Of course, it is quite likely that your referee may ask you to provide a draft to them, in that case, I am happy to help you draft a recommendation that will certainly uplift your candidacy for any graduate program.
3. Full-time professional experience
Professional experience is not given the importance it deserves, among applicants. There is so much that one can gain by working – industry relevant technical skills, soft skills, project management, organization, money management, working with strict timelines, troubleshooting, etc. For an applicant with an average or poor GPA, relevant full-time work experience can really get you some massive brownie points! I have had clients with an average GPA but 2 years+ of professional experience get incredible offers of admission.
A job/role that is relevant to what you want to study in the future, at a reputed organization has the most value. Working at a lesser-known company or a startup also has tremendous value, but you must present your role well, particularly in the resume and in the SOP (if it is being included in the SOP). Consider the following examples:
- Pradeep says that he is the key person in leading testing and introduction of new products for a client, and has been working at a huge IT company for over three years. He has experience with using Python, SQL, AWS, and has extensive experience in testing.
- Ramona says that she independently handled scripting tasks for automation and development to test functions and triggers for a platform that has over a hundred thousand users, while improving efficiency by 18%. She also has experience with Python, Java, SQL, AWS and Docker. However, this was during a 2-month internship with a startup.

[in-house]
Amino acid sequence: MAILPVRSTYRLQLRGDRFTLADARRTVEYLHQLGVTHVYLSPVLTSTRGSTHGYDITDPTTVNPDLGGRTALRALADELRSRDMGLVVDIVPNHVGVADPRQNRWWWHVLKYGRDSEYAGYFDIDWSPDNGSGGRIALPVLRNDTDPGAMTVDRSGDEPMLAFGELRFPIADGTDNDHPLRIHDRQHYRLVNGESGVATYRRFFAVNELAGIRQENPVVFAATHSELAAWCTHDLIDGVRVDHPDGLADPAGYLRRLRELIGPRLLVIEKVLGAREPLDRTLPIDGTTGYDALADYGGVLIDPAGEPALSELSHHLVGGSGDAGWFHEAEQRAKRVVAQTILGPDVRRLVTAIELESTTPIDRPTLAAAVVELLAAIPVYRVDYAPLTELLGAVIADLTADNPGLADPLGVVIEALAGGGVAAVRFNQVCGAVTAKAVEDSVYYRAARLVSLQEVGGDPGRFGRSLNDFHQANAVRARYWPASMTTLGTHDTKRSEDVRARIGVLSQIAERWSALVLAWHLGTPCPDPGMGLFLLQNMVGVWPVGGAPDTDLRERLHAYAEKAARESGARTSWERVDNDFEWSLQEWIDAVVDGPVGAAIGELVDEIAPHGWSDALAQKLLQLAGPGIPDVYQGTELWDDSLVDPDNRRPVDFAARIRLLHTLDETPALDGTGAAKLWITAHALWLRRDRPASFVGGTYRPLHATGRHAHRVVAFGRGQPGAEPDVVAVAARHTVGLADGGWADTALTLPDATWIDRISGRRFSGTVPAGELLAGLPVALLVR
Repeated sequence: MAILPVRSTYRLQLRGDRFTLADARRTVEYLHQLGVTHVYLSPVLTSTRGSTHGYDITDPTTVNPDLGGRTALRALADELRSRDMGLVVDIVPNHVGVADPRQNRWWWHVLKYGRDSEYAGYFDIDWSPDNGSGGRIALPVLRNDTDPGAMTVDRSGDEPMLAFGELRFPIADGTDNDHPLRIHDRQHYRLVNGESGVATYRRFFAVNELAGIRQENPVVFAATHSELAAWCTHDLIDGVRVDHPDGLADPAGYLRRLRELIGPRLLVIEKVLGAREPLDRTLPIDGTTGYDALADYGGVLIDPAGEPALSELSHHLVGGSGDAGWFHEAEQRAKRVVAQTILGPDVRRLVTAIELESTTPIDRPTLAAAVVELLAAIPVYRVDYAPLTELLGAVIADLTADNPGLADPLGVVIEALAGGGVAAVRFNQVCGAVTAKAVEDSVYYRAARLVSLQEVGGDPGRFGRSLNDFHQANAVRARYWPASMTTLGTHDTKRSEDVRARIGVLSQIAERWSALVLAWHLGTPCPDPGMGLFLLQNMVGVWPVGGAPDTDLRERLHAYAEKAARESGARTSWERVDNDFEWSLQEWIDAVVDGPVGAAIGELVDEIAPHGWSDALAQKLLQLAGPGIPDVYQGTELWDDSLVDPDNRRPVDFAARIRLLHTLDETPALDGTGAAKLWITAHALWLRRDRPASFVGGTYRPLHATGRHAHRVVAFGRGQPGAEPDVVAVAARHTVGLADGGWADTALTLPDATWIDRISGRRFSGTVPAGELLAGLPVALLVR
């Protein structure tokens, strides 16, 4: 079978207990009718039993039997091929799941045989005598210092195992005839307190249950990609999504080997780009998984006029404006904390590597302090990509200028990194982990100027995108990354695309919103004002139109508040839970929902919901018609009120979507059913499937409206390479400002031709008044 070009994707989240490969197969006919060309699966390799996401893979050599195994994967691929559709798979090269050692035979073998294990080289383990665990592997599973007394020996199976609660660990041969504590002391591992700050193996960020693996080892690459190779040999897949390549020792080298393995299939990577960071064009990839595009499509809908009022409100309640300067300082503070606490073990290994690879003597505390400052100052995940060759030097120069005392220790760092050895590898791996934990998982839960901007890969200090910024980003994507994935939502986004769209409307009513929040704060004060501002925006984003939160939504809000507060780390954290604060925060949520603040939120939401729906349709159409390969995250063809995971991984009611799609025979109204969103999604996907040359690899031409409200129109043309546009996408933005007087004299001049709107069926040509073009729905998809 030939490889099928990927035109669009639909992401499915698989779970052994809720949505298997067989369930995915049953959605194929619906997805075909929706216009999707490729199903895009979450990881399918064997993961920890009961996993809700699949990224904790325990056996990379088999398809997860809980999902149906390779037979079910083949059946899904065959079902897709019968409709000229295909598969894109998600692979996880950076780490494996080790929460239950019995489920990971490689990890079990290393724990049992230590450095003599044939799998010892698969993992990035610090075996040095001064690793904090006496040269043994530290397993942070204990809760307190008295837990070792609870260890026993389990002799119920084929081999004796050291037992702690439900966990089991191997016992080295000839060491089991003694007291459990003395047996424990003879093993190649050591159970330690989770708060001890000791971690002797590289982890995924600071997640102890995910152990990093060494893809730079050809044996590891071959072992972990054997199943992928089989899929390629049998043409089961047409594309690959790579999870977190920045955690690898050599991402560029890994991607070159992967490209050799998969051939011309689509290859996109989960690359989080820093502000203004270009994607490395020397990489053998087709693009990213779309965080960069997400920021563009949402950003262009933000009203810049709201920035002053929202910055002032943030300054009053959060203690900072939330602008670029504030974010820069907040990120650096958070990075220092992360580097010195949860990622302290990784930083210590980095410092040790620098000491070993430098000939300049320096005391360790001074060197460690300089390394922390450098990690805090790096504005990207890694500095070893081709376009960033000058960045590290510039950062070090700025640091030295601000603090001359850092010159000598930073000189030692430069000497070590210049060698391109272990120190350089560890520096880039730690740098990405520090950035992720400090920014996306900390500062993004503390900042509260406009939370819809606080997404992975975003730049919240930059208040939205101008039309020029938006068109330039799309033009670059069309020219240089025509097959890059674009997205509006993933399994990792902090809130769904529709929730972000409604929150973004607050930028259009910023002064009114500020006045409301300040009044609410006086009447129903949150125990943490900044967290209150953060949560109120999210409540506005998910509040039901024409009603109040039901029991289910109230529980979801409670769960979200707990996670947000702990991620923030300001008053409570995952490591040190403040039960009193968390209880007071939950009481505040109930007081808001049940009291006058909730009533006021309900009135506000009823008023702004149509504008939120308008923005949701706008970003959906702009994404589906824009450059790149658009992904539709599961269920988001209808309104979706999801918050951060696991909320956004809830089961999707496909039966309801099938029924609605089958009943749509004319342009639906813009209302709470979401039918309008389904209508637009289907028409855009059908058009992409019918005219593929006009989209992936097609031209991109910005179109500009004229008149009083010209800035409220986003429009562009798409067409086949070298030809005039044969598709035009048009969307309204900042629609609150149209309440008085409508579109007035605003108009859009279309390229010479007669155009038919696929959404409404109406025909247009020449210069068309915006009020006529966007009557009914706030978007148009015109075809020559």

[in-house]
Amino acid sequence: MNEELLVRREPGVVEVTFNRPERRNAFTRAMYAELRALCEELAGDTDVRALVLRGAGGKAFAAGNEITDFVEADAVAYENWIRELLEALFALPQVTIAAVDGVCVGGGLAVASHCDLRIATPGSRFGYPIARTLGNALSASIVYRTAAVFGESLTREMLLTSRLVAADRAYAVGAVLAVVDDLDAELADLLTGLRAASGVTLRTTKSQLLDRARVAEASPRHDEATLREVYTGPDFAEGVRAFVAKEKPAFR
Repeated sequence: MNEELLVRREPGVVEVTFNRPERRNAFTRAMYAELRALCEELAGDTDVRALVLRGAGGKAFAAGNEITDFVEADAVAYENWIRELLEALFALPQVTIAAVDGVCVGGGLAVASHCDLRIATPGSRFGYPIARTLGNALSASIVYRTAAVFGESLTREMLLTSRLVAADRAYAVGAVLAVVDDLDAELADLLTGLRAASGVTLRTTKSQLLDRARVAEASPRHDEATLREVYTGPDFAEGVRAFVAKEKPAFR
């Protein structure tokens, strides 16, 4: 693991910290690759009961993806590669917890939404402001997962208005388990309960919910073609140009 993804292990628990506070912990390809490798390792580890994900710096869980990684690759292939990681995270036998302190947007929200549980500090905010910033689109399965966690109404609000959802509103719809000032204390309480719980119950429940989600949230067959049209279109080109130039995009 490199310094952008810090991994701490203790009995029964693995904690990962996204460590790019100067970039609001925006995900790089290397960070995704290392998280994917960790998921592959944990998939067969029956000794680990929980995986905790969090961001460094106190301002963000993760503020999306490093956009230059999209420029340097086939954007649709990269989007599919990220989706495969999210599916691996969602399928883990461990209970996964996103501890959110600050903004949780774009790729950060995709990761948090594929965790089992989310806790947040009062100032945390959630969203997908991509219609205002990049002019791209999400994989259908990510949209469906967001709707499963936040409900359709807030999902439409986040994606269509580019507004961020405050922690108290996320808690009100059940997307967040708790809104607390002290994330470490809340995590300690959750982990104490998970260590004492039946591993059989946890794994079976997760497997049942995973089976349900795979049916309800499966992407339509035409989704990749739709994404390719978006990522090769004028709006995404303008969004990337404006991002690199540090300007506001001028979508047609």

The work experience in both of the examples have value, but which one do you think leaves a more enduring impact? I reckon Ramona does, because she provides quantitative impacts (efficiency, number of users), while Pradeep severely underplayed his experience, despite having much more. This brings me to the next component of every applicant’s application package (and this goes far beyond graduate school) – the resume.
Your resume will always be one of the most important parts of future career-related applications. I have a detailed post on writing a standard high-quality resume and a free downloadable MS Word file too. Despite being a key component of your applications, reviewers will spend under a minute skimming through your resume. This explains why Ramona’s experience will leave an excellent impression – numbers. And yes, they will notice your GPA. Never make the horrendous mistake of not mentioning your GPA!
5. GRE/GMAT score
Lastly, a good GRE/GMAT score, and by good I mean an excellent score, may just be your saving grace. Although the GRE/GMAT score may not be given much weightage in some programs (varies depending on the program), a really strong GRE score, where it matters, might still keep you in the race.
In conclusion, a lower than average GPA is not the end of your graduate school dreams! It is just one part of your application, and admissions committees always view the application holistically when selecting applicants. Now, that being said, if your transcripts are ridden with backlogs and consistently low grades, you should reconsider going abroad, enrol in a post-graduate program in your home country (as the person in the above example did), work for a while and do well in that! These are just a couple of many strategies.
Identify your strengths. If you have good GRE/GMAT scores, or extensive/focused work experience at a well-known company, if you have research experience and publications, or something else, highlight those at every opportunity. Play according to your strengths, and you may increase your chances multi-fold.